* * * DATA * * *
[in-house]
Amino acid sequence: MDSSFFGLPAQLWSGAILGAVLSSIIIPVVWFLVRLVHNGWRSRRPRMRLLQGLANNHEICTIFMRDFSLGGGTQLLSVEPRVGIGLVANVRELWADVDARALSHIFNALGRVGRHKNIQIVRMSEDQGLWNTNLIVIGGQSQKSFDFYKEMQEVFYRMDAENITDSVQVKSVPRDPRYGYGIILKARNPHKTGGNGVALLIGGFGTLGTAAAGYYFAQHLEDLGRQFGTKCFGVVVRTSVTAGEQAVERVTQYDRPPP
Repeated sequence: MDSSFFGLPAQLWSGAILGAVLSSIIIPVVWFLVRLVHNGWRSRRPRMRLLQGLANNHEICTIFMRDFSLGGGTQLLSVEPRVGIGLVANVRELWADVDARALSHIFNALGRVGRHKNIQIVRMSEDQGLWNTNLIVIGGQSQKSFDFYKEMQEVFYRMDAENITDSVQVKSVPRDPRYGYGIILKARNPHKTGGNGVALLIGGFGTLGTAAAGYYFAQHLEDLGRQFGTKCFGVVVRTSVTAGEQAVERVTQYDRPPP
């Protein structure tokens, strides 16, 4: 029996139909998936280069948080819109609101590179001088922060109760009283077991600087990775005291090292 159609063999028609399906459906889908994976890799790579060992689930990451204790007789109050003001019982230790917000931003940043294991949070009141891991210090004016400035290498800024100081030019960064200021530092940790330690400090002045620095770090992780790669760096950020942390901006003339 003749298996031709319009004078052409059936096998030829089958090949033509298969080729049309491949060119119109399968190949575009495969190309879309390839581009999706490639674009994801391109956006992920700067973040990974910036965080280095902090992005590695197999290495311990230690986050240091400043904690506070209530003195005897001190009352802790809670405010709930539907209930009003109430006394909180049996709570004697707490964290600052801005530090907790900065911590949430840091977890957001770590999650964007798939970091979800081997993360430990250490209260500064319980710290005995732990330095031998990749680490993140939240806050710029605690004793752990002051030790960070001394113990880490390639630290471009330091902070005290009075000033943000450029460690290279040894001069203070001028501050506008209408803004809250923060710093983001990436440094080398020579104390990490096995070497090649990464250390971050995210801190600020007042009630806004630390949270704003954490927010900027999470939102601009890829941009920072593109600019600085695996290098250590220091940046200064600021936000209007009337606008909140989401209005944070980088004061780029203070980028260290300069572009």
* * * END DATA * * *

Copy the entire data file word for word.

[in-house]
Amino acid sequence: MDSSFFGLPAQLWSGAILGAVLSSIIIPVVWFLVRLVHNGWRSRRPRMRLLQGLANNHEICTIFMRDFSLGGGTQLLSVEPRVGIGLVANVRELWADVDARALSHIFNALGRVGRHKNIQIVRMSEDQGLWNTNLIVIGGQSQKSFDFYKEMQEVFYRMDAENITDSVQVKSVPRDPRYGYGIILKARNPHKTGGNGVALLIGGFGTLGTAAAGYYFAQHLEDLGRQFGTKCFGVVVRTSVTAGEQAVERVTQYDRPPP
Repeated sequence: MDSSFFGLPAQLWSGAILGAVLSSIIIPVVWFLVRLVHNGWRSRRPRMRLLQGLANNHEICTIFMRDFSLGGGTQLLSVEPRVGIGLVANVRELWADVDARALSHIFNALGRVGRHKNIQIVRMSEDQGLWNTNLIVIGGQSQKSFDFYKEMQEVFYRMDAENITDSVQVKSVPRDPRYGYGIILKARNPHKTGGNGVALLIGGFGTLGTAAAGYYFAQHLEDLGRQFGTKCFGVVVRTSVTAGEQAVERVTQYDRPPP
């Protein structure tokens, strides 16, 4: 029996139909998936280069948080819109609101590179001088922060109760009283077991600087990775005291090292 159609063999028609399906459906889908994976890799790579060992689930990451204790007789109050003001019982230790917000931003940043294991949070009141891991210090004016400035290498800024100081030019960064200021530092940790330690400090002045620095770090992780790669760096950020942390901006003339 003749298996031709319009004078052409059936096998030829089958090949033509298969080729049309491949060119119109399968190949575009495969190309879309390839581009999706490639674009994801391109956006992920700067973040990974910036965080280095902090992005590695197999290495311990230690986050240091400043904690506070209530003195005897001190009352802790809670405010709930539907209930009003109430006394909180049996709570004697707490964290600052801005530090907790900065911590949430840091977890957001770590999650964007798939970091979800081997993360430990250490209260500064319980710290005995732990330095031998990749680490993140939240806050710029605690004793752990002051030790960070001394113990880490390639630290471009330091902070005290009075000033943000450029460690290279040894001069203070001028501050506008209408803004809250923060710093983001990436440094080398020579104390990490096995070497090649990464250390971050995210801190600020007042009630806004630390949270704003954490927010900027999470939102601009890829941009920072593109600019600085695996290098250590220091940046200064600021936000209007009337606008909140989401209005944070980088004061780029203070980028260290300069572009």